One of the most common issues I see in my amazing, athletic-minded clients is not lack of throttle, but lack of clutch.
Our body-conscious minds continually tell us that we must work out as much as possible to look our best. While everyone has a different standard for what their personal best is, I think we all hope to have the muscular strength that allows us to feel our most capable, and a body composition that keeps our hearts, organs, joints and body systems functioning at their best.
Don’t allow your internal dialogue to dictate that if you don’t work out every single day you’re going to look different or lose ground. We are all our own worst critic. Before you get hard on yourself, know the facts.
- FACT: Muscle is NOT growing while you’re working out. During a workout, your muscle fibers are actually going through a tear down, and your body is using the nutrients you’ve consumed to provide you with energy for your workout.
- FACT: Muscle building occurs when you stop working out, rest, and allow your body to enter protein synthesis: utilizing the nutrients you’ve consumed to repair and build new muscle.
Listen to your body.
Aside from fatigue, a sure sign of overtraining is hitting a plateau; or not seeing significant gains.
Everyone has different rest requirements, based on a variety of factors not in the least of which is energy expenditure.
So pay attention to your progress, and be sure to cycle through each part of your body when planning your exercise routine for the week to maximize the benefit of recovery time.
Don’t compare yourself to other people’s training program.
The gym is an amazing place, and we all get inspired by the people around us. But those same people are all telling themselves to do a variety of things, that may or may not be right for YOU.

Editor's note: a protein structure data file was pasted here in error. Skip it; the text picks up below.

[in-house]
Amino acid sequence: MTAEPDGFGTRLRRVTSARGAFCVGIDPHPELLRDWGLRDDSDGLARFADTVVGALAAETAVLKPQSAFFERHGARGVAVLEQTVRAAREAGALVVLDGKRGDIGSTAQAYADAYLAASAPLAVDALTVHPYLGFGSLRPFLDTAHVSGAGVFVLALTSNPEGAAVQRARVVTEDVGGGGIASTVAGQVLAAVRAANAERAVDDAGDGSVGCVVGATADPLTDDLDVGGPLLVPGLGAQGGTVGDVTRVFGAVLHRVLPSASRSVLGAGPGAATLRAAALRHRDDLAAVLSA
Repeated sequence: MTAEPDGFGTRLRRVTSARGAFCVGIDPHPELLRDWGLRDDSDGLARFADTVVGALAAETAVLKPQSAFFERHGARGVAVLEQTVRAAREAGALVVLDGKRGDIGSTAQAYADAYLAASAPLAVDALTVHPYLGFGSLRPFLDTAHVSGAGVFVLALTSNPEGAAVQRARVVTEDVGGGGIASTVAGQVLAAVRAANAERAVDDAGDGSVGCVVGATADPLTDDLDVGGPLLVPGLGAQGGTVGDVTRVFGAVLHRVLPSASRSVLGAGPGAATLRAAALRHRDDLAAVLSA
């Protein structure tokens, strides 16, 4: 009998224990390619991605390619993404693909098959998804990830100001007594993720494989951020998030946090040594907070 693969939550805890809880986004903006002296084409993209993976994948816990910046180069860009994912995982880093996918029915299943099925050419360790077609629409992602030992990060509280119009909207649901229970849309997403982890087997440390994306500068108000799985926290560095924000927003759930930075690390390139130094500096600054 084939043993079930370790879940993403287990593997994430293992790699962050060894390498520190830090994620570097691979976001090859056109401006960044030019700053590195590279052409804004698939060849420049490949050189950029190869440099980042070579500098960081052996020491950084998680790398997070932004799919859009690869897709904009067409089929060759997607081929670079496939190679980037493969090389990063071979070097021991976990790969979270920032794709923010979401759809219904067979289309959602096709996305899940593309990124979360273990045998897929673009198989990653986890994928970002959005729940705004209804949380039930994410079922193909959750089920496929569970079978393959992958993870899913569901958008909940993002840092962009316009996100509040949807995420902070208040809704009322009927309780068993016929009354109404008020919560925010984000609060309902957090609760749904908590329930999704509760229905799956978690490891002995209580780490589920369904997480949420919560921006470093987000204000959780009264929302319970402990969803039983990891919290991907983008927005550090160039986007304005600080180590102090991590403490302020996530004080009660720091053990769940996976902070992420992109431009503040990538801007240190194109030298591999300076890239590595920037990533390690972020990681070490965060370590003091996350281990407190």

If someone talks about how many calories they’ve burned that day or how many classes they’ve taken, don’t assume that you need to do the same thing. They may be overtrained and not realize it.
Many people are overtrained and may maintain their level of fitness – for a while. But they will crash eventually, and worse their system is constantly under stress.
The healthiest way to maintain your weight and continuously build and sustain muscle is to maintain a steady program that alternates high energy workouts with strength training and REST DAYS.
Engaging your mind and body in an enjoyable activity where the focus isn’t on burning calories is the best thing you can do for yourself on your days off.
Work out for quality, not quantity.
Plan your workout strategy at the beginning of every week, with an overview of your monthly goals.
Give your workouts 100% and think of your rest time as an opportunity to strengthen the internal processes that support your goals, like learning new recipes and making time to prepare meals in advance.
Remember that the protein synthesis that has to occur to repair and grow muscle depends on your intake of appropriately balanced meals. So make your meal planning as important a part of your week as your workout schedule.